Docs: VA measles case shows need to vaccinate

VIRGINIA (WUSA9) -- Outbreaks of measles cases in the United States and the the first recent case to hit Virginia, is putting public health officials on alert.

California has had about 50 measles cases. New York City has 25 cases, 12 are in children, eight of them are infants who are too young to be vaccinated. And now, Virginia has one case so far of this dangerous, yet preventable disease.

"It's unusual," says Loudoun County Health Director David Goodfriend, but the fact that there are still so few cases in the U.S. shows vaccinations work. But, he says the Virginia case, in a person who was infected while traveling overseas, is a reminder that we are not immune from the disease.

Goodfriend says when Americans who have not been vaccinated against measles travel overseas where the disease is more prevalent, they put themselves, and others here at home, at risk.

The Virginia Department of Health has pinpointed ten South Riding and Chantilly places such as a Harris Teeter and a CVS where the infected person went while he or she was contagious. The VDH includes dates and times last week.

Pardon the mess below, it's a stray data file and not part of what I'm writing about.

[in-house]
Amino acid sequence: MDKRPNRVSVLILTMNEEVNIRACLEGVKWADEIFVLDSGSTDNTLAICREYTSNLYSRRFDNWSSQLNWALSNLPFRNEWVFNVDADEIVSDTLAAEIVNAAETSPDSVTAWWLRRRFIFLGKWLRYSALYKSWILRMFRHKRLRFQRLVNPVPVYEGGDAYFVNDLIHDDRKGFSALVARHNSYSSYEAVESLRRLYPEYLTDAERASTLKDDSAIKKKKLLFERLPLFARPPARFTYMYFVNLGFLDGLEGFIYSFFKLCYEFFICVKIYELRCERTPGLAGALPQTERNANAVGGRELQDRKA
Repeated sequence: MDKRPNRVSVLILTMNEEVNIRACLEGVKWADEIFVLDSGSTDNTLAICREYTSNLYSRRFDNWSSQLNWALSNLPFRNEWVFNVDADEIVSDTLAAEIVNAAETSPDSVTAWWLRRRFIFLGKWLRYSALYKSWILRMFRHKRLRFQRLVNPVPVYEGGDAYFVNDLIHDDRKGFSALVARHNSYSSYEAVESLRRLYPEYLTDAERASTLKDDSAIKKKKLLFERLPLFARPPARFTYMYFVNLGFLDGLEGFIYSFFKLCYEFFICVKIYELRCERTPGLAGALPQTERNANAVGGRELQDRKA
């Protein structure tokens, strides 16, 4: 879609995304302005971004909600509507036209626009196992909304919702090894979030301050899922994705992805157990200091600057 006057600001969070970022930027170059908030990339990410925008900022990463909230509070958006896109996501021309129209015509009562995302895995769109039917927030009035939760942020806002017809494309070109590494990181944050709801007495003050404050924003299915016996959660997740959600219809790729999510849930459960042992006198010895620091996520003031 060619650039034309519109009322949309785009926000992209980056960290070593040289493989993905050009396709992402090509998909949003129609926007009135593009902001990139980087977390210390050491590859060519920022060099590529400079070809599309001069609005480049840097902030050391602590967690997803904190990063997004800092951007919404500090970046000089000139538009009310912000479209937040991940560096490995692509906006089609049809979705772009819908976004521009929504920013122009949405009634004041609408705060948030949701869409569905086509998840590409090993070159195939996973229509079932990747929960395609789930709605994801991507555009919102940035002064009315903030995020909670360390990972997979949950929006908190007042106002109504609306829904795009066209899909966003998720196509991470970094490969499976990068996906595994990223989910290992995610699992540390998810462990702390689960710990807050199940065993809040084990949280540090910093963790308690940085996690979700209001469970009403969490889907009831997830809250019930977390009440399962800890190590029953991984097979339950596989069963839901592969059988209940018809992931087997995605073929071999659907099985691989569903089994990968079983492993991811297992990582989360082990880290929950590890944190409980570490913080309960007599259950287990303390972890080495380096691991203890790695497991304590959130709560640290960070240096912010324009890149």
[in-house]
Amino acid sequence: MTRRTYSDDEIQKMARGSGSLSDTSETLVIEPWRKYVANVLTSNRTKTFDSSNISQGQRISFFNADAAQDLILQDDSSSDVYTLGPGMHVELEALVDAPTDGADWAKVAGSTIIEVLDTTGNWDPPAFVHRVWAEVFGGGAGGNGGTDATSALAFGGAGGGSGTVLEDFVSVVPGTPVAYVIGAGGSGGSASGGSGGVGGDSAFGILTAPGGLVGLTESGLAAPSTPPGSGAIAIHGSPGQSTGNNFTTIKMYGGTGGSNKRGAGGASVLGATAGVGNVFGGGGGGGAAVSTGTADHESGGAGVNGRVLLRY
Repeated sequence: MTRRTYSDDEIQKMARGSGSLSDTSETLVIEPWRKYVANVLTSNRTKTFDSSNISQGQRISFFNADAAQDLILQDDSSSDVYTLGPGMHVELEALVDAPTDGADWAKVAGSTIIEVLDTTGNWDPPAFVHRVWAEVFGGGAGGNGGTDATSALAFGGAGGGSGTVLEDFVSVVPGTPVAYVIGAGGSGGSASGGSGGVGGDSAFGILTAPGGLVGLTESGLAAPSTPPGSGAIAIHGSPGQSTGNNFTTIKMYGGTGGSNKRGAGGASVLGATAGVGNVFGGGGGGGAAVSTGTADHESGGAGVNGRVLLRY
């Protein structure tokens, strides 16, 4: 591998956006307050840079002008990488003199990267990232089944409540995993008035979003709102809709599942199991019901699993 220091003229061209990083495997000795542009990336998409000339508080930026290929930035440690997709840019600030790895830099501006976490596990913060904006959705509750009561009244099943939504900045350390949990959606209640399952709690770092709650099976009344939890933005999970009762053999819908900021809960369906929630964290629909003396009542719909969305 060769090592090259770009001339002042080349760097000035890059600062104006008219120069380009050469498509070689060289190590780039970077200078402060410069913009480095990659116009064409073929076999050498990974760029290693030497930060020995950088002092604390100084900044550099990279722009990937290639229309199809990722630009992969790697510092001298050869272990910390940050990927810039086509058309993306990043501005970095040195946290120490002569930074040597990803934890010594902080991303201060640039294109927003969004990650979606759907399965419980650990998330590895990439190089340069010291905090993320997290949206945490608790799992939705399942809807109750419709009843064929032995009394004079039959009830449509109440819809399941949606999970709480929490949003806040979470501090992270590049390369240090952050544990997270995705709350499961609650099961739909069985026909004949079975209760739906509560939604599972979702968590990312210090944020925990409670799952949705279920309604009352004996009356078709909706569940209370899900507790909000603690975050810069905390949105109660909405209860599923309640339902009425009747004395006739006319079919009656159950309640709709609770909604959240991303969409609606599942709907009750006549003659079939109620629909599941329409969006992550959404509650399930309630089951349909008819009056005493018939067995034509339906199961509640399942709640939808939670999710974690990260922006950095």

"I've been to most of those places, but I'm not concerned," said Charity Weaverling, a South Riding resident. She said everyone in her family, including her baby son have been vaccinated. She said she is concerned that some parents refuse to vaccinate their children.

South Riding mother Jenny Manning felt the same way and has also been to many of the locations listed. "I'm not going to keep them at home. I get my kids vaccinated. That's why we do it," she said.

In Virginia, there is a state law that children must be vaccinated before entering public school. However, parents may ask for a waiver. However, health officials advise parents to not wait for children to be school age, because they are most vulnerable when they are very young.

Nationally, the vaccination rate has been steady at more than 90 percent, which the Centers for Disease Control says it's plenty to prevent a widespread outbreak. In Virginia, more than 94 percent of children are vaccinated against measles.


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